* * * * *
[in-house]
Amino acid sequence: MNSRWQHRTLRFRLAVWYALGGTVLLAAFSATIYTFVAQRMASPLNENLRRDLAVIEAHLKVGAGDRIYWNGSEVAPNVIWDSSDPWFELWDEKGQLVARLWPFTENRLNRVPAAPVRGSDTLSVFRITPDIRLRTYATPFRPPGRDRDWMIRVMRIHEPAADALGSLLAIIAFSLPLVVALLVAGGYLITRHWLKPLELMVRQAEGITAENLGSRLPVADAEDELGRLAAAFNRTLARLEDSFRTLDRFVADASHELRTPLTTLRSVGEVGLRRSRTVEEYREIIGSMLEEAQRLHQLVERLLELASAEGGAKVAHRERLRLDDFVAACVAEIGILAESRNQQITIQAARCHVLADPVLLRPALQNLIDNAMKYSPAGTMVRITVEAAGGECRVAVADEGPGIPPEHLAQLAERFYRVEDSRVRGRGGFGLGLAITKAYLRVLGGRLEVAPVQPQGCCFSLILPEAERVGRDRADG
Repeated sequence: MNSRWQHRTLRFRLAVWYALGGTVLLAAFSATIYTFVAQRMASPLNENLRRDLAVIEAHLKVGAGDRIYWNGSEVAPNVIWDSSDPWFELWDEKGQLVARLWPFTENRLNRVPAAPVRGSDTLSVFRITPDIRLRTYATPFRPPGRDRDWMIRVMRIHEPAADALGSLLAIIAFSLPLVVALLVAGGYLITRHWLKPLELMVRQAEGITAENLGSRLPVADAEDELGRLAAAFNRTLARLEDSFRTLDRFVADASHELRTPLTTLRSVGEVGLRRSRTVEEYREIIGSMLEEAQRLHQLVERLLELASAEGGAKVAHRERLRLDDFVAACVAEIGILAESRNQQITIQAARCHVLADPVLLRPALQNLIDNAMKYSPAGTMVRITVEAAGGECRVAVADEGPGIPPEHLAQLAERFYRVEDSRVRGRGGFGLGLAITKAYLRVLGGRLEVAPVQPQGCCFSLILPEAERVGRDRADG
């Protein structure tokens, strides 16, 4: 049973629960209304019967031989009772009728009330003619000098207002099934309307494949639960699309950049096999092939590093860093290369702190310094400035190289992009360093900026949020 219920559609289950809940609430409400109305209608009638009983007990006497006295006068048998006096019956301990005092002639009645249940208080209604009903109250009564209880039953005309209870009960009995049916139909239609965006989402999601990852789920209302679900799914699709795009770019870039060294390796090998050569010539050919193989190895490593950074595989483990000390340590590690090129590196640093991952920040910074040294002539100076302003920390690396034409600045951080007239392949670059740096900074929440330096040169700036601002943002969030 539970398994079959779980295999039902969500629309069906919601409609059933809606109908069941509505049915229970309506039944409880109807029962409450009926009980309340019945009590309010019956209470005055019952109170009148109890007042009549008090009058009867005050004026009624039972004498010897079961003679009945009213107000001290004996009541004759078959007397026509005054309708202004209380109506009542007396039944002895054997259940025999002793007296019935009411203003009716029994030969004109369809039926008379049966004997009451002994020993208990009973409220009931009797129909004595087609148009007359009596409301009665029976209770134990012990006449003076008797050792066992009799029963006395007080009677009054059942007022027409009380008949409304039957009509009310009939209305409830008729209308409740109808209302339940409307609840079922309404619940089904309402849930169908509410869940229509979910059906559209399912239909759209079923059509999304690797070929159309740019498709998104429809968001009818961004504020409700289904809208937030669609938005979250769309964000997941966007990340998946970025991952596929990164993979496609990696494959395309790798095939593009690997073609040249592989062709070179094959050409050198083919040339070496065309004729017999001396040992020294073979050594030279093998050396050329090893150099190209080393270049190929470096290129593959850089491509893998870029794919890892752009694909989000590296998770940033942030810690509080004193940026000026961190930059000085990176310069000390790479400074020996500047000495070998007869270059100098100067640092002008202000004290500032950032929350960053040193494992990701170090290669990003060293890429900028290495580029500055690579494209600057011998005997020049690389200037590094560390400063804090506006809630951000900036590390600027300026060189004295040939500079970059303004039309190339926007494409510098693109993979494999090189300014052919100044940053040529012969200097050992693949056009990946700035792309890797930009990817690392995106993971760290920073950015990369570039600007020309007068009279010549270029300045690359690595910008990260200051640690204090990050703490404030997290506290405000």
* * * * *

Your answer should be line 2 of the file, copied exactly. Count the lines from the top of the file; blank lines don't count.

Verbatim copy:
Amino acid sequence: MNSRWQHRTLRFRLAVWYALGGTVLLAAFSATIYTFVAQRMASPLNENLRRDLAVIEAHLKVGAGDRIYWNGSEVAPNVIWDSSDPWFELWDEKGQLVARLWPFTENRLNRVPAAPVRGSDTLSVFRITPDIRLRTYATPFRPPGRDRDWMIRVMRIHEPAADALGSLLAIIAFSLPLVVALLVAGGYLITRHWLKPLELMVRQAEGITAENLGSRLPVADAEDELGRLAAAFNRTLARLEDSFRTLDRFVADASHELRTPLTTLRSVGEVGLRRSRTVEEYREIIGSMLEEAQRLHQLVERLLELASAEGGAKVAHRERLRLDDFVAACVAEIGILAESRNQQITIQAARCHVLADPVLLRPALQNLIDNAMKYSPAGTMVRITVEAAGGECRVAVADEGPGIPPEHLAQLAERFYRVEDSRVRGRGGFGLGLAITKAYLRVLGGRLEVAPVQPQGCCFSLILPEAERVGRDRADG